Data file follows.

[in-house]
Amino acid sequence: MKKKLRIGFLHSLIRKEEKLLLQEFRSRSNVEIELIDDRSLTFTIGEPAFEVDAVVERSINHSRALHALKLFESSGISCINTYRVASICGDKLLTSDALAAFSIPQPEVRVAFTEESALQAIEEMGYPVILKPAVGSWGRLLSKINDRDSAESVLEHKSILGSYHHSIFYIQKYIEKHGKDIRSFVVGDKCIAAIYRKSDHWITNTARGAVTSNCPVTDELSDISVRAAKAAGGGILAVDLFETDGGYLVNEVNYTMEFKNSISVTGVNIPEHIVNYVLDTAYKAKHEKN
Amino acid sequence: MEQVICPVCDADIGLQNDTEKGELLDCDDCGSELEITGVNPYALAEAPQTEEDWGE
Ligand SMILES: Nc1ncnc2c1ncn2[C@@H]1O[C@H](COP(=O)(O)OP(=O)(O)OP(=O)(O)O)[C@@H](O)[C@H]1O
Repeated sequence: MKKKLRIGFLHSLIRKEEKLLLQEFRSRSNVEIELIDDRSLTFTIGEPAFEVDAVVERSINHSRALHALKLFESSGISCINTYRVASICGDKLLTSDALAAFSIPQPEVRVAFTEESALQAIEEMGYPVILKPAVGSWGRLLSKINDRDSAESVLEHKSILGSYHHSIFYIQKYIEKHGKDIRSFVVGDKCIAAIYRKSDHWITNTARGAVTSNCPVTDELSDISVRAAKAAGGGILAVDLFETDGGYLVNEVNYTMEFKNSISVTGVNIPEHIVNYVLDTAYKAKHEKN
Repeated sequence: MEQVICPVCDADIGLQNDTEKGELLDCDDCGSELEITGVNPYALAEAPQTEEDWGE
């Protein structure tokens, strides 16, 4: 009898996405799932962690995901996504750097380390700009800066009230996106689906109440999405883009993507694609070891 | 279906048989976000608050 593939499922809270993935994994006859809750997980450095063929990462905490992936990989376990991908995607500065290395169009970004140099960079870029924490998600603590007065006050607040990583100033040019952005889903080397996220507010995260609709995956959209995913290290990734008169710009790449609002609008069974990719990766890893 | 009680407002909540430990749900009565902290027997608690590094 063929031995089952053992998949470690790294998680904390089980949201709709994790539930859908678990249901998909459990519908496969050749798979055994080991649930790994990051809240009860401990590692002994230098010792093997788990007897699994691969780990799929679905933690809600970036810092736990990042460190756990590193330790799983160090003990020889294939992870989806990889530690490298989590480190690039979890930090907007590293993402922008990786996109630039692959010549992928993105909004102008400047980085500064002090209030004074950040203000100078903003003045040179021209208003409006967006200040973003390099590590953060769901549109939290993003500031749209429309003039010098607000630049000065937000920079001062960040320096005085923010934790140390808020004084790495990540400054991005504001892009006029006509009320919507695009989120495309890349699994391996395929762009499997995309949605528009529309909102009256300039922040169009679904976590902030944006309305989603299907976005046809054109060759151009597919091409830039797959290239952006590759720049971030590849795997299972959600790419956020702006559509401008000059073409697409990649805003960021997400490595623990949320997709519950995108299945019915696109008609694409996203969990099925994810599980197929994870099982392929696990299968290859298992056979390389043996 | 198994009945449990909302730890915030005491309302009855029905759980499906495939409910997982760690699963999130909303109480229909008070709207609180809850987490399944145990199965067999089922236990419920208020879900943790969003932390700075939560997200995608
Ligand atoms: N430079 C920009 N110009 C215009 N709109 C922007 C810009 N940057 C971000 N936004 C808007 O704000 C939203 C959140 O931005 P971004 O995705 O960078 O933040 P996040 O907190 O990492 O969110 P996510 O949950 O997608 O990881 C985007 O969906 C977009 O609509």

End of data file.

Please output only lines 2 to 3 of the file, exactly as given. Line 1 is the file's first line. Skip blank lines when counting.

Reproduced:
Amino acid sequence: MKKKLRIGFLHSLIRKEEKLLLQEFRSRSNVEIELIDDRSLTFTIGEPAFEVDAVVERSINHSRALHALKLFESSGISCINTYRVASICGDKLLTSDALAAFSIPQPEVRVAFTEESALQAIEEMGYPVILKPAVGSWGRLLSKINDRDSAESVLEHKSILGSYHHSIFYIQKYIEKHGKDIRSFVVGDKCIAAIYRKSDHWITNTARGAVTSNCPVTDELSDISVRAAKAAGGGILAVDLFETDGGYLVNEVNYTMEFKNSISVTGVNIPEHIVNYVLDTAYKAKHEKN
Amino acid sequence: MEQVICPVCDADIGLQNDTEKGELLDCDDCGSELEITGVNPYALAEAPQTEEDWGE